Isolating the victim from her support system is key, and is also an aspect of controlling behavior.
LaBeouf convinced twigs to stay in Los Angeles with him rather than return to her home in London where her friends and creative team were based. He also criticized her professional network, leading twigs to doubt them, which created still more distance between her and her team.
Similarly, Wood says Manson, “cut me off from my close friends and family one by one, by exhibiting rage in some form or another when I was in contact with them,” adding that “By the time I realized I was in a bad situation, I felt completely trapped and terrified for my life.”
CRITICISM and VERBAL ABUSE
Criticism and verbal abuse often escalate to physical violence. And violence is itself a form of insult communicating, “You’re nothing.”
Twigs recalls how LaBeouf constantly amplified small disagreements (which songwriter is the better artist?) into all-night fights. This, in turn, deprived her of sleep and accelerated the brainwashing. Meanwhile his constant “belittling and berating” as she put it, shrunk her self-esteem, making her easier to control.
Marilyn Manson had a “rape room.” Grammy nominated Phoebe Bridgers was a big fan as a teen but when she and her friends were invited to visit his house he referred to one room as the “rape room.” She stopped being a fan.
Manson used force in sex with Wood. As she related, sometimes he “would not allow me to sleep until I participated in acts of fear, pain, torture and humiliation, which I felt powerless to stop.” Once he forced her to kneel as he tied her hands and feet and then beat and shocked her with something he called a violet wand.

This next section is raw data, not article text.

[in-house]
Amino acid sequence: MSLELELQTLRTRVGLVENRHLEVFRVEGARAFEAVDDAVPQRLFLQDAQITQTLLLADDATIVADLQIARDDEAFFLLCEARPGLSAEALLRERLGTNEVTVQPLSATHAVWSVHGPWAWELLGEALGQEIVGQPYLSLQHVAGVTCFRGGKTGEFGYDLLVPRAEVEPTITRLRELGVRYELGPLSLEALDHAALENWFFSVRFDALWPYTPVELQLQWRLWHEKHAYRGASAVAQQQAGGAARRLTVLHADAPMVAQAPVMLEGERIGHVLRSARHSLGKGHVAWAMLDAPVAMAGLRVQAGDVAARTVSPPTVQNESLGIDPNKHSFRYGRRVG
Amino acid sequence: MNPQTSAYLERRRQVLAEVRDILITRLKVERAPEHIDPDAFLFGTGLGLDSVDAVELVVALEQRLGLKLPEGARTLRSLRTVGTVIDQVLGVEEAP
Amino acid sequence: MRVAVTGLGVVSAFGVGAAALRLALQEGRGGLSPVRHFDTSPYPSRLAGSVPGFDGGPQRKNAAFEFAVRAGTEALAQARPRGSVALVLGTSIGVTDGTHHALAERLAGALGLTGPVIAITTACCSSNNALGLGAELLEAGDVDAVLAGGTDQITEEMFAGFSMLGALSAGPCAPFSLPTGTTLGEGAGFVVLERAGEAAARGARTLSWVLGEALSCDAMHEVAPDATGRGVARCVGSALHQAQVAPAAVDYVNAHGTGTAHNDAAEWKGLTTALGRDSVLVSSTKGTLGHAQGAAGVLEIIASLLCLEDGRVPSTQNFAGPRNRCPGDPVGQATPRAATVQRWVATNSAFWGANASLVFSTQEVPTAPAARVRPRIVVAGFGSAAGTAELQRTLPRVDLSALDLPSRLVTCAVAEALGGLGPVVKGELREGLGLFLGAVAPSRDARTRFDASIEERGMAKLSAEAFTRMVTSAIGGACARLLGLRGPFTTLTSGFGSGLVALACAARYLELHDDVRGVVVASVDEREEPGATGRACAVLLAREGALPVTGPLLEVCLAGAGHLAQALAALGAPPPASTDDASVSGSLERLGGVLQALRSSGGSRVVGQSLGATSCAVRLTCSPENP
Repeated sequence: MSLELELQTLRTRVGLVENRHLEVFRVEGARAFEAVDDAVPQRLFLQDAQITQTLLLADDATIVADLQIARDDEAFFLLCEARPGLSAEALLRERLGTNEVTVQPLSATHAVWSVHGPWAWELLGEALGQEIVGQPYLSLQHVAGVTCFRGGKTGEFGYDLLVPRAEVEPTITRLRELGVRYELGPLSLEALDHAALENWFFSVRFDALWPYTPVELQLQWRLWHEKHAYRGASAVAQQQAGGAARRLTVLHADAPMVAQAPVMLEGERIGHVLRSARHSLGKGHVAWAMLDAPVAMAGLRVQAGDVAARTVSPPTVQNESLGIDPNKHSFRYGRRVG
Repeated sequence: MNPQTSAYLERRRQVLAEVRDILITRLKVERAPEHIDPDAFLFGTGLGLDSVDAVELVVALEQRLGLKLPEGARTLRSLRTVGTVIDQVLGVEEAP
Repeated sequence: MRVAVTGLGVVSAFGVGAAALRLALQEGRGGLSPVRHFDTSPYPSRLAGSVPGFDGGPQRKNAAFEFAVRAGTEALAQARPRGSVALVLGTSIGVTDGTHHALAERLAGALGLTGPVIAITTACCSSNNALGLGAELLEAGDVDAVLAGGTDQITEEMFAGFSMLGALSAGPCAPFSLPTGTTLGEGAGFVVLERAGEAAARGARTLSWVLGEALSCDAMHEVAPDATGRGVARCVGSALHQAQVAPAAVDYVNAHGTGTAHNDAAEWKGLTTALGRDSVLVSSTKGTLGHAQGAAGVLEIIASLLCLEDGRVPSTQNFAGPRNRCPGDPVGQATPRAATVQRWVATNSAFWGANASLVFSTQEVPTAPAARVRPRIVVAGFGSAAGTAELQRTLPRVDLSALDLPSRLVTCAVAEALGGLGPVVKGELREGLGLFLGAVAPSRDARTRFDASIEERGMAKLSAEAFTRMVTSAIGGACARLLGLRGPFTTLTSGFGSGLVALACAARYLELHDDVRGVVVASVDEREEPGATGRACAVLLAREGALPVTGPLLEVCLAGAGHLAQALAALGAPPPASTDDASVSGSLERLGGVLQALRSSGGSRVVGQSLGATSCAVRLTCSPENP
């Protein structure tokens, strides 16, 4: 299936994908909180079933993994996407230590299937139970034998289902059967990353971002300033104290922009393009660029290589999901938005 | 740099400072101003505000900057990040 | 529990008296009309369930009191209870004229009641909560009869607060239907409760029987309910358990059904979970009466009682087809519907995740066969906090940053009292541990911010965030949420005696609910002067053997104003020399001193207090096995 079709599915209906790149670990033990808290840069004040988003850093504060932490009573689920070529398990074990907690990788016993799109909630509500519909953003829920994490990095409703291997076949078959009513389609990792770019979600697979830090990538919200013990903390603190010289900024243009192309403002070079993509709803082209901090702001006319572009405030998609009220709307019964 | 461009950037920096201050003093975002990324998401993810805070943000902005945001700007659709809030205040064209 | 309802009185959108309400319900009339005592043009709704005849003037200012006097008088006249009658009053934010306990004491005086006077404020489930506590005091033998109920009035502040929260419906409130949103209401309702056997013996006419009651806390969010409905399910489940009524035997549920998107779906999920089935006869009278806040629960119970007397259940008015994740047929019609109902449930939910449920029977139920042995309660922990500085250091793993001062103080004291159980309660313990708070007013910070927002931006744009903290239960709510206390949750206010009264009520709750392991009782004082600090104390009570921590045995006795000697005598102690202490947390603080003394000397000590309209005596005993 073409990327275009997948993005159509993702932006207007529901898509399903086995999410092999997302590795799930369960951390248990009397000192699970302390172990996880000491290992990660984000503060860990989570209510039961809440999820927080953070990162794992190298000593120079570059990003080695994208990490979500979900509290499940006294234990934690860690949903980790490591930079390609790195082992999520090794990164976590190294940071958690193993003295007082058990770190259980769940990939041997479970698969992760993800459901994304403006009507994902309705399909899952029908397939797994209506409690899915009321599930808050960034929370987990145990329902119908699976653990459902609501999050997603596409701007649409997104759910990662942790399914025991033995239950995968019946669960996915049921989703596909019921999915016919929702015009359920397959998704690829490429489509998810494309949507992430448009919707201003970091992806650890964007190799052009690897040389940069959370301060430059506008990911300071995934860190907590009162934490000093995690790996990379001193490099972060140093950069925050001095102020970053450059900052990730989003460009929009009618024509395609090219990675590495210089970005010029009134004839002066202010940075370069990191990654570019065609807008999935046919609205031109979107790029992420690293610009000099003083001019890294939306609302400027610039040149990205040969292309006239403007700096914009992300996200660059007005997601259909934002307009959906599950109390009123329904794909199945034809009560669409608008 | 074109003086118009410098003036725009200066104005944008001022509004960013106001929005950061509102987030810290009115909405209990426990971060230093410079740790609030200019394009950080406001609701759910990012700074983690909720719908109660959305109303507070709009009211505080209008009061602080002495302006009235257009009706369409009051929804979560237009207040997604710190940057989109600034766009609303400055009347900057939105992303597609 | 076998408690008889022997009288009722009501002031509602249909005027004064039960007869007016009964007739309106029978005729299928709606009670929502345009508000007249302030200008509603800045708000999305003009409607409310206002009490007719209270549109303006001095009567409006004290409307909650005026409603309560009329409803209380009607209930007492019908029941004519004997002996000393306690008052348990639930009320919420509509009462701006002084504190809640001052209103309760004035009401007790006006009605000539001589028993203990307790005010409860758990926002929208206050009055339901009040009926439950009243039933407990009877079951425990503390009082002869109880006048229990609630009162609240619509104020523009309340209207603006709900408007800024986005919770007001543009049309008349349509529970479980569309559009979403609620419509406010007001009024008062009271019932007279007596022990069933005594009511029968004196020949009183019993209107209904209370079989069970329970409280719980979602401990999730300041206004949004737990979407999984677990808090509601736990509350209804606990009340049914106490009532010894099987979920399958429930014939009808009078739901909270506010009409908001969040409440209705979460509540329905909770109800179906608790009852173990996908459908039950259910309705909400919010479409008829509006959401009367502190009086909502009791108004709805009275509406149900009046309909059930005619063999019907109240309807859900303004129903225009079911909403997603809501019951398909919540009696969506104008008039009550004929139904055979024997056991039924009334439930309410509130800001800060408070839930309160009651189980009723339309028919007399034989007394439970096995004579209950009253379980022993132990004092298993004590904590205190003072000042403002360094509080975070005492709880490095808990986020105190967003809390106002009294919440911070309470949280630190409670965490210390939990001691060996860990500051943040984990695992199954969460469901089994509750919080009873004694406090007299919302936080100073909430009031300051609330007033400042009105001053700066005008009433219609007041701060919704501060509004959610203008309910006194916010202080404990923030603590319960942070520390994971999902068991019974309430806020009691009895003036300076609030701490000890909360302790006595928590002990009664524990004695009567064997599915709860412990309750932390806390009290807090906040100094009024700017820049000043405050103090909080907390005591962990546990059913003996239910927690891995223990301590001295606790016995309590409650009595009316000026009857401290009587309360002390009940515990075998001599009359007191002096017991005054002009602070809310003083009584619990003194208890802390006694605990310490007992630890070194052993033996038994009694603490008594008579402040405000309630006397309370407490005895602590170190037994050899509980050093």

Twigs says LaBeouf committed assault, sexual battery and inflicted emotional distress on her. As when she woke up in the middle of the night to him choking her. Once, during a long road trip he raged and drove recklessly, threatening to crash unless she said she loved him. When he stopped for gas twigs grabbed her bags from the car and fled but LaBeouf caught and assaulted her and then forced her back into the car. When she finally decided to leave for good he unfortunately came home unannounced as she was packing her bags. Angered, he began terrorizing her and locked her in a room.
JEALOUSY: THE EXCUSE FOR ABUSE
Remember that at the beginning of the relationship abusers often pull out the stops, offering extreme charm and romance. This comes in handy when they get to the violent stage. Using jealousy as their excuse for abuse, the abuser hopes his victim will think, “His violent jealousy is a sign that he loves me so much.” And of course, that’s what he tells her when he later “apologizes” and promises the return of Prince Charming.